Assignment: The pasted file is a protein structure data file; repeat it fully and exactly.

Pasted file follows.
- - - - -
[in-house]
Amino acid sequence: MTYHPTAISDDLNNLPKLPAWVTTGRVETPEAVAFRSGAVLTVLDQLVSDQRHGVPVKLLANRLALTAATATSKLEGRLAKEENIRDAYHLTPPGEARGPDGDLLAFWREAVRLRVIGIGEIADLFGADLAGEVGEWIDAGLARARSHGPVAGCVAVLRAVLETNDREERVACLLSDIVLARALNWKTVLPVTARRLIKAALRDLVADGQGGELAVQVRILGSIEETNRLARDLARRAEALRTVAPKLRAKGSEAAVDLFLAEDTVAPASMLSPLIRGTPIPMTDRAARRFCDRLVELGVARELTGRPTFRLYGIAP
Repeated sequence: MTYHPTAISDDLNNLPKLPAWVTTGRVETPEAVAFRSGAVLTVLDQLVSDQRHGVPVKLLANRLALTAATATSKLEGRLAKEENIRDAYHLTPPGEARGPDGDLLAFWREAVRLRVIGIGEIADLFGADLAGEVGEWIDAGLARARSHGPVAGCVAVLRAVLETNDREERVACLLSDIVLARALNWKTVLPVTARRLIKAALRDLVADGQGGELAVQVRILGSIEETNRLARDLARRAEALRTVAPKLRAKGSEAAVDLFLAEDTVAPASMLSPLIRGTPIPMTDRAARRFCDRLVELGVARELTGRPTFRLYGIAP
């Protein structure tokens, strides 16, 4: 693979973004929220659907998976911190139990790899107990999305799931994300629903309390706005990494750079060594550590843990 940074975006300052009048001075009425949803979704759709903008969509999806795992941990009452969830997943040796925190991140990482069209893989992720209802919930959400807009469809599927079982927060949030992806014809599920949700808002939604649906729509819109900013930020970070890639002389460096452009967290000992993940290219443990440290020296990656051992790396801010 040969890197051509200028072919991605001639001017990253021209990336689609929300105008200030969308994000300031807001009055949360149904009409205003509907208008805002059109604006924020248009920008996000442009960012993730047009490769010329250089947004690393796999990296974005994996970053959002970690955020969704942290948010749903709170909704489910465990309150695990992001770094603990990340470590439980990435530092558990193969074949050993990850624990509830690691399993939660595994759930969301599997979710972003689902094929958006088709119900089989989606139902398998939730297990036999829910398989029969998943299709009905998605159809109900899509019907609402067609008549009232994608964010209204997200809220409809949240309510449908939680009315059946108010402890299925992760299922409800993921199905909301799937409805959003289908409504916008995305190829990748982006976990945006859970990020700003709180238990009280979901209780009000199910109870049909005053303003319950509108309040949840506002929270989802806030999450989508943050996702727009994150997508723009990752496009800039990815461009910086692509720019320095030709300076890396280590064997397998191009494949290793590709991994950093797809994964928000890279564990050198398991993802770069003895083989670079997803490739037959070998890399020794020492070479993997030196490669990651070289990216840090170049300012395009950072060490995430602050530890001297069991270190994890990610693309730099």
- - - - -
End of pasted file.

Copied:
[in-house]
Amino acid sequence: MTYHPTAISDDLNNLPKLPAWVTTGRVETPEAVAFRSGAVLTVLDQLVSDQRHGVPVKLLANRLALTAATATSKLEGRLAKEENIRDAYHLTPPGEARGPDGDLLAFWREAVRLRVIGIGEIADLFGADLAGEVGEWIDAGLARARSHGPVAGCVAVLRAVLETNDREERVACLLSDIVLARALNWKTVLPVTARRLIKAALRDLVADGQGGELAVQVRILGSIEETNRLARDLARRAEALRTVAPKLRAKGSEAAVDLFLAEDTVAPASMLSPLIRGTPIPMTDRAARRFCDRLVELGVARELTGRPTFRLYGIAP
Repeated sequence: MTYHPTAISDDLNNLPKLPAWVTTGRVETPEAVAFRSGAVLTVLDQLVSDQRHGVPVKLLANRLALTAATATSKLEGRLAKEENIRDAYHLTPPGEARGPDGDLLAFWREAVRLRVIGIGEIADLFGADLAGEVGEWIDAGLARARSHGPVAGCVAVLRAVLETNDREERVACLLSDIVLARALNWKTVLPVTARRLIKAALRDLVADGQGGELAVQVRILGSIEETNRLARDLARRAEALRTVAPKLRAKGSEAAVDLFLAEDTVAPASMLSPLIRGTPIPMTDRAARRFCDRLVELGVARELTGRPTFRLYGIAP
């Protein structure tokens, strides 16, 4: 693979973004929220659907998976911190139990790899107990999305799931994300629903309390706005990494750079060594550590843990 940074975006300052009048001075009425949803979704759709903008969509999806795992941990009452969830997943040796925190991140990482069209893989992720209802919930959400807009469809599927079982927060949030992806014809599920949700808002939604649906729509819109900013930020970070890639002389460096452009967290000992993940290219443990440290020296990656051992790396801010 040969890197051509200028072919991605001639001017990253021209990336689609929300105008200030969308994000300031807001009055949360149904009409205003509907208008805002059109604006924020248009920008996000442009960012993730047009490769010329250089947004690393796999990296974005994996970053959002970690955020969704942290948010749903709170909704489910465990309150695990992001770094603990990340470590439980990435530092558990193969074949050993990850624990509830690691399993939660595994759930969301599997979710972003689902094929958006088709119900089989989606139902398998939730297990036999829910398989029969998943299709009905998605159809109900899509019907609402067609008549009232994608964010209204997200809220409809949240309510449908939680009315059946108010402890299925992760299922409800993921199905909301799937409805959003289908409504916008995305190829990748982006976990945006859970990020700003709180238990009280979901209780009000199910109870049909005053303003319950509108309040949840506002929270989802806030999450989508943050996702727009994150997508723009990752496009800039990815461009910086692509720019320095030709300076890396280590064997397998191009494949290793590709991994950093797809994964928000890279564990050198398991993802770069003895083989670079997803490739037959070998890399020794020492070479993997030196490669990651070289990216840090170049300012395009950072060490995430602050530890001297069991270190994890990610693309730099």